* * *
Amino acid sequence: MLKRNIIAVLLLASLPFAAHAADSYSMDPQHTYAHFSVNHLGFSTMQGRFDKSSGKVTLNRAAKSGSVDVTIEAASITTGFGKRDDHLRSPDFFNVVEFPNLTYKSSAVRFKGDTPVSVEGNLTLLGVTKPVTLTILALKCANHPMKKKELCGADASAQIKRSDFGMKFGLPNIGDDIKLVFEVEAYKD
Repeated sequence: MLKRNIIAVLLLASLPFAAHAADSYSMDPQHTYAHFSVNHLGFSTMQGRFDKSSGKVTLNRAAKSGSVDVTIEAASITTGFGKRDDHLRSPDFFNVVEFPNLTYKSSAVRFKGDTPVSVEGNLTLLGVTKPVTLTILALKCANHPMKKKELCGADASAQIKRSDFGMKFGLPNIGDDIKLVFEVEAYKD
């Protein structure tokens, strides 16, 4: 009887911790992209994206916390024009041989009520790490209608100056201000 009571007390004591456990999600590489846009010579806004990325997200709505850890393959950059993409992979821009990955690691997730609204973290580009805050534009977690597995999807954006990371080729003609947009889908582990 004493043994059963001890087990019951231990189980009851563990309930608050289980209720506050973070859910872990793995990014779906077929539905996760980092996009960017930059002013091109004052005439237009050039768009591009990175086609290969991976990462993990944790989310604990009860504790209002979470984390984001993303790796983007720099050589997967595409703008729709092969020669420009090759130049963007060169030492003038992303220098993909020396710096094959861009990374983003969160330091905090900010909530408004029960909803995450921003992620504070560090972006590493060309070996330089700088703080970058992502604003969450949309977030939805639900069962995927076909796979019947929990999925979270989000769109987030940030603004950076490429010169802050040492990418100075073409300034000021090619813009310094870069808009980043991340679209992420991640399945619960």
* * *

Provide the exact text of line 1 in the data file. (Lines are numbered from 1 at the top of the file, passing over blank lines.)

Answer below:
Amino acid sequence: MLKRNIIAVLLLASLPFAAHAADSYSMDPQHTYAHFSVNHLGFSTMQGRFDKSSGKVTLNRAAKSGSVDVTIEAASITTGFGKRDDHLRSPDFFNVVEFPNLTYKSSAVRFKGDTPVSVEGNLTLLGVTKPVTLTILALKCANHPMKKKELCGADASAQIKRSDFGMKFGLPNIGDDIKLVFEVEAYKD